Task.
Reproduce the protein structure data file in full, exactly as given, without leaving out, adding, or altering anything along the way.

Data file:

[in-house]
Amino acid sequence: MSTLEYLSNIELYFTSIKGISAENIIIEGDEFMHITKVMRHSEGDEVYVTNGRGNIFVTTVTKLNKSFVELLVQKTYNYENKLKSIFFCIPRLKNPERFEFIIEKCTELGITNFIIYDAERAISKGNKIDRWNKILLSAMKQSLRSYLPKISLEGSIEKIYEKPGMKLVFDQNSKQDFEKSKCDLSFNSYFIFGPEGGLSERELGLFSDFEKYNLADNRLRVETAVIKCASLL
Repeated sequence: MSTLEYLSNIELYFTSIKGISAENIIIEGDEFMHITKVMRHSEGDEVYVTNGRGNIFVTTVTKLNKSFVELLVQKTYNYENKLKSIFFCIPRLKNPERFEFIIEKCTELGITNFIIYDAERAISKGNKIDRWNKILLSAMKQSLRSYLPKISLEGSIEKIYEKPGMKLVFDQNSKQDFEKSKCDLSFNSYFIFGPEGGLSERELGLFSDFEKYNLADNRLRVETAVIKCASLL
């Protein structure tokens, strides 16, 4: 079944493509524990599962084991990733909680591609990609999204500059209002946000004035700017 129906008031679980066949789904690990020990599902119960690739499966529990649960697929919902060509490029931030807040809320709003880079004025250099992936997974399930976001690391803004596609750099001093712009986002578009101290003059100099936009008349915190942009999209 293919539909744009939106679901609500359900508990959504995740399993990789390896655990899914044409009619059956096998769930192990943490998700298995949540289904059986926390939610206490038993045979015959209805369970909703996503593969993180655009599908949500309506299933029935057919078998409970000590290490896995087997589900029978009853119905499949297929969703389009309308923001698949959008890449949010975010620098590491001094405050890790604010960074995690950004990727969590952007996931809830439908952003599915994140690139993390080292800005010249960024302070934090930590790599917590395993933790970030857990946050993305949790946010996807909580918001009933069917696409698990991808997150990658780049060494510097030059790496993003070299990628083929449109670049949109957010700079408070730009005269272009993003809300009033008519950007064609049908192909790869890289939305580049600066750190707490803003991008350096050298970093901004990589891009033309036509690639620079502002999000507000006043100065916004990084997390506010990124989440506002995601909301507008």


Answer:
[in-house]
Amino acid sequence: MSTLEYLSNIELYFTSIKGISAENIIIEGDEFMHITKVMRHSEGDEVYVTNGRGNIFVTTVTKLNKSFVELLVQKTYNYENKLKSIFFCIPRLKNPERFEFIIEKCTELGITNFIIYDAERAISKGNKIDRWNKILLSAMKQSLRSYLPKISLEGSIEKIYEKPGMKLVFDQNSKQDFEKSKCDLSFNSYFIFGPEGGLSERELGLFSDFEKYNLADNRLRVETAVIKCASLL
Repeated sequence: MSTLEYLSNIELYFTSIKGISAENIIIEGDEFMHITKVMRHSEGDEVYVTNGRGNIFVTTVTKLNKSFVELLVQKTYNYENKLKSIFFCIPRLKNPERFEFIIEKCTELGITNFIIYDAERAISKGNKIDRWNKILLSAMKQSLRSYLPKISLEGSIEKIYEKPGMKLVFDQNSKQDFEKSKCDLSFNSYFIFGPEGGLSERELGLFSDFEKYNLADNRLRVETAVIKCASLL
């Protein structure tokens, strides 16, 4: 079944493509524990599962084991990733909680591609990609999204500059209002946000004035700017 129906008031679980066949789904690990020990599902119960690739499966529990649960697929919902060509490029931030807040809320709003880079004025250099992936997974399930976001690391803004596609750099001093712009986002578009101290003059100099936009008349915190942009999209 293919539909744009939106679901609500359900508990959504995740399993990789390896655990899914044409009619059956096998769930192990943490998700298995949540289904059986926390939610206490038993045979015959209805369970909703996503593969993180655009599908949500309506299933029935057919078998409970000590290490896995087997589900029978009853119905499949297929969703389009309308923001698949959008890449949010975010620098590491001094405050890790604010960074995690950004990727969590952007996931809830439908952003599915994140690139993390080292800005010249960024302070934090930590790599917590395993933790970030857990946050993305949790946010996807909580918001009933069917696409698990991808997150990658780049060494510097030059790496993003070299990628083929449109670049949109957010700079408070730009005269272009993003809300009033008519950007064609049908192909790869890289939305580049600066750190707490803003991008350096050298970093901004990589891009033309036509690639620079502002999000507000006043100065916004990084997390506010990124989440506002995601909301507008």